It’s been a big three weeks but I have finally reached the half way point of the walk.
While it has been tough physically and mentally that has certainly been cancelled out by the sheer beauty of the scenery, animals and the people.
They do call the Namib Desert one of the harshest in the world and it is hard to argue. Rainfall in some of these parts totals as little as 10mm a year with little to no vegetation at all in some parts. But in saying that, some of the mountain ranges and the natural beauty is breathtaking and needs to be seen to be appreciated properly. The rocking mountains, wide open plains and scattering of wildlife is exactly how you expect Africa to be.
The wildlife is something else, the other day I was walking along gravel roads and saw Oryx, Springboks, Zebras, and Cheetahs all in one morning just going about their business. To top it off, three Ostrich ran out onto the road right in front of me. Sensational!
Then there are the amazing sand dunes, especially around Sesrium and Sossusvlei. We did a bit of a side trip to climb some of the dunes at Sossusvlei which was amazing but even just driving along and looking at them was breathtaking. The towering height, windswept surfaces and razor sharp ridges are one of the most amazing things I have ever seen. Definitely plan to go back so we can spend a few days out there one day.
The walking aspect has been tough but still managed to do some big days. I have been averaging around 55kms a day and a couple of days ago even stretched that out to a massive 70km in one day. Probably a little silly but I was feeling pretty good and decided to try and crack the 70km barrier. It seemed like a good idea at the time but I was pretty sore that night and also the next morning it took me awhile to get into the groove, but in saying that I still managed to do 62km that day.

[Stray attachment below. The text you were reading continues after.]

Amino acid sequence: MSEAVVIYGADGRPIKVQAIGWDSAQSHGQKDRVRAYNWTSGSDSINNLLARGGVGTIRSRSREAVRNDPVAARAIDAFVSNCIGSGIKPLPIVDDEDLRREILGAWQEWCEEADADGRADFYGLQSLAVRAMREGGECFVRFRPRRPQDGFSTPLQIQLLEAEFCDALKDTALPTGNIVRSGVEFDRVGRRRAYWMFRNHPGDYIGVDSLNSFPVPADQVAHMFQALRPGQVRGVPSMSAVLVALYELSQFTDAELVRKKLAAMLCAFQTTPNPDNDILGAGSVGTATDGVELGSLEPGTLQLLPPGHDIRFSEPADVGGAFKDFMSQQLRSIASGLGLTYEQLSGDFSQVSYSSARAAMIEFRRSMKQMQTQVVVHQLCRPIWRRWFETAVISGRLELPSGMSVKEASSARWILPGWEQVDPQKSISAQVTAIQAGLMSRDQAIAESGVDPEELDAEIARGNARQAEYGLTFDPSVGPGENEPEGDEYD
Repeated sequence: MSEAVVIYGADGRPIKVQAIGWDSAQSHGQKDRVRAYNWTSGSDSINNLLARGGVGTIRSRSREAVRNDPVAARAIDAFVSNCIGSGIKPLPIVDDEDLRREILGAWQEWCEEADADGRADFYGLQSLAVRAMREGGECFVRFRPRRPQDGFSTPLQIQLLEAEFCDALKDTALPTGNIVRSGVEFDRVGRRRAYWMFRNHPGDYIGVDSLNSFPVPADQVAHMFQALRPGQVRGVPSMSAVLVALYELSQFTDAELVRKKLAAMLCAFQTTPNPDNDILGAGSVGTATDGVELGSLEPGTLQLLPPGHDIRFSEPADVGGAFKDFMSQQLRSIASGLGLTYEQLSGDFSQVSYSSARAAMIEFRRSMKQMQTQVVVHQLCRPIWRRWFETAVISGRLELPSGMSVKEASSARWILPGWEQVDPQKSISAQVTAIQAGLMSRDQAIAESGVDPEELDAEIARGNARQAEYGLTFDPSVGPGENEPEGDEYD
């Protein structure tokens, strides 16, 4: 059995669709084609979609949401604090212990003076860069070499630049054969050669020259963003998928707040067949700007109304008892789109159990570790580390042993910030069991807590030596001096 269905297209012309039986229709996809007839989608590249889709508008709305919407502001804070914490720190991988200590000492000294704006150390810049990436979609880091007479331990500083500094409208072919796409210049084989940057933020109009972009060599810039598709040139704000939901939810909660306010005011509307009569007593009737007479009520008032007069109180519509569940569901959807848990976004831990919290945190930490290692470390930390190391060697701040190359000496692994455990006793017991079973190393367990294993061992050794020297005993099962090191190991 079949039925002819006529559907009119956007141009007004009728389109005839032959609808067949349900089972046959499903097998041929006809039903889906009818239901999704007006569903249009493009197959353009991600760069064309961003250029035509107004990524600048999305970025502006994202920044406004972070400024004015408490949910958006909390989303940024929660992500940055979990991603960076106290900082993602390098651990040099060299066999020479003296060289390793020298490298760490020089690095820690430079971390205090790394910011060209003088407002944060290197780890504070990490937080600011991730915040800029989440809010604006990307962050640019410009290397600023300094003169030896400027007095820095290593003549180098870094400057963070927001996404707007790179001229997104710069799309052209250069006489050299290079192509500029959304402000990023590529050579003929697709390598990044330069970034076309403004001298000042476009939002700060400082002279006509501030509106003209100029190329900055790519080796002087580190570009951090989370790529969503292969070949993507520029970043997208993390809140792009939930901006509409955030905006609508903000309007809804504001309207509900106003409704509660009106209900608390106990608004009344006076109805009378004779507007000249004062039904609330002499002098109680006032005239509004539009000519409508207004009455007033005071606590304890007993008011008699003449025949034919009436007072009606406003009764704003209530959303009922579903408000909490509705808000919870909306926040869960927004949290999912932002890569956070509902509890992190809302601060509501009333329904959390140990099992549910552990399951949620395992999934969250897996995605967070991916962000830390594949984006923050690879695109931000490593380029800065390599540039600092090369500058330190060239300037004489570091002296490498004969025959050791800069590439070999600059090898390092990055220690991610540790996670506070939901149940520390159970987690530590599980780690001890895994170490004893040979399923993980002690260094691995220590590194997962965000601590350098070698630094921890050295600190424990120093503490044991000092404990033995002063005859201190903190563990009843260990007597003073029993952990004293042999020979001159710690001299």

It was a great feeling once we set our eyes on Walvis Bay and I could tick off the first half of the walk and rest my weary and blistered feet – oh yeah and have a shower (24/7 in the same clothes doesn’t not smell all that good, trust me).
The standout for me has been the people, the amount of encouragement I have received from passers-by has been uplifting and encourages me to continue through the tough times. People stopping to offer me water lollies and oranges and doing it with a big smile on their faces is really quiet special. If there is a nicer and friendlier race of people than the Namibians WOW I want to go there because they would need to be exceptionally amazing to beat our West African friends.
From here I will now head north. I am a little nervous because of wildlife but I think that is just me being a little overly precautious. I know there will be desert lions, elephants and Rhinos were I am going but these animals are so scared of us humans I don’t expect any dramas. I am hiring a guide just to be safe and I am assured by the Australian Consulate that there is no better man. He has grown up on the land and knows where the animals are and can tell by foot prints etc as to how long since they have been in the area. It will be similar to walking with an Aboriginal tracker and I am really looking forward to learning as much as I possibly can off him while he is with us.